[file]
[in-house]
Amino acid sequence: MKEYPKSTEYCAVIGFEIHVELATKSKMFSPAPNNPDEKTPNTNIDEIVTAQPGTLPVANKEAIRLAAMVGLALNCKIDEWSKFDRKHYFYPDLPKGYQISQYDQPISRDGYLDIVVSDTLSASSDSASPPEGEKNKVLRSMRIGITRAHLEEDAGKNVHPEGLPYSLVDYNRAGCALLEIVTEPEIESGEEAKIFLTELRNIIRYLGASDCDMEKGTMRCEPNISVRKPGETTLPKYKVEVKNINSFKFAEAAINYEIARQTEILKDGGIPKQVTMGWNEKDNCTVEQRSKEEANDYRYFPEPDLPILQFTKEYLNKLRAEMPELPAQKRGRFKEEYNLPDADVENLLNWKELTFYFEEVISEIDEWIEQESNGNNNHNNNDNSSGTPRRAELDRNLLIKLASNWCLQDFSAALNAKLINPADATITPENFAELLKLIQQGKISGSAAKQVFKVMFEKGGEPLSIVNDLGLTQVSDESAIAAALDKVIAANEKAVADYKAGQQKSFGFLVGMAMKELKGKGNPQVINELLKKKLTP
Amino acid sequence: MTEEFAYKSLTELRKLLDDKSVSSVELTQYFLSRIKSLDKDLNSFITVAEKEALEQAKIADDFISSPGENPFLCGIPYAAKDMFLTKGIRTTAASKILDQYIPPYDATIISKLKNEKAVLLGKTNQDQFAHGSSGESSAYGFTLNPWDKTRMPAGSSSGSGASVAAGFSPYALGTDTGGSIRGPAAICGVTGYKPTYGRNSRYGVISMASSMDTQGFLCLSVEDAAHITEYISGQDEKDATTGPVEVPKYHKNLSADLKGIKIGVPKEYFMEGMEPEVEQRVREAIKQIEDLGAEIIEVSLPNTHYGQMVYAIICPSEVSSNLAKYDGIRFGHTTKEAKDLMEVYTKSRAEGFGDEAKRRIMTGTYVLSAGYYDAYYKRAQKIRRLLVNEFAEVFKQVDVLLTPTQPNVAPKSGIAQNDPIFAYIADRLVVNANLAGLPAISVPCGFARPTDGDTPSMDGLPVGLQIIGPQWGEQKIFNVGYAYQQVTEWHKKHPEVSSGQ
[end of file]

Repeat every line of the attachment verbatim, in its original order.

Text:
[in-house]
Amino acid sequence: MKEYPKSTEYCAVIGFEIHVELATKSKMFSPAPNNPDEKTPNTNIDEIVTAQPGTLPVANKEAIRLAAMVGLALNCKIDEWSKFDRKHYFYPDLPKGYQISQYDQPISRDGYLDIVVSDTLSASSDSASPPEGEKNKVLRSMRIGITRAHLEEDAGKNVHPEGLPYSLVDYNRAGCALLEIVTEPEIESGEEAKIFLTELRNIIRYLGASDCDMEKGTMRCEPNISVRKPGETTLPKYKVEVKNINSFKFAEAAINYEIARQTEILKDGGIPKQVTMGWNEKDNCTVEQRSKEEANDYRYFPEPDLPILQFTKEYLNKLRAEMPELPAQKRGRFKEEYNLPDADVENLLNWKELTFYFEEVISEIDEWIEQESNGNNNHNNNDNSSGTPRRAELDRNLLIKLASNWCLQDFSAALNAKLINPADATITPENFAELLKLIQQGKISGSAAKQVFKVMFEKGGEPLSIVNDLGLTQVSDESAIAAALDKVIAANEKAVADYKAGQQKSFGFLVGMAMKELKGKGNPQVINELLKKKLTP
Amino acid sequence: MTEEFAYKSLTELRKLLDDKSVSSVELTQYFLSRIKSLDKDLNSFITVAEKEALEQAKIADDFISSPGENPFLCGIPYAAKDMFLTKGIRTTAASKILDQYIPPYDATIISKLKNEKAVLLGKTNQDQFAHGSSGESSAYGFTLNPWDKTRMPAGSSSGSGASVAAGFSPYALGTDTGGSIRGPAAICGVTGYKPTYGRNSRYGVISMASSMDTQGFLCLSVEDAAHITEYISGQDEKDATTGPVEVPKYHKNLSADLKGIKIGVPKEYFMEGMEPEVEQRVREAIKQIEDLGAEIIEVSLPNTHYGQMVYAIICPSEVSSNLAKYDGIRFGHTTKEAKDLMEVYTKSRAEGFGDEAKRRIMTGTYVLSAGYYDAYYKRAQKIRRLLVNEFAEVFKQVDVLLTPTQPNVAPKSGIAQNDPIFAYIADRLVVNANLAGLPAISVPCGFARPTDGDTPSMDGLPVGLQIIGPQWGEQKIFNVGYAYQQVTEWHKKHPEVSSGQ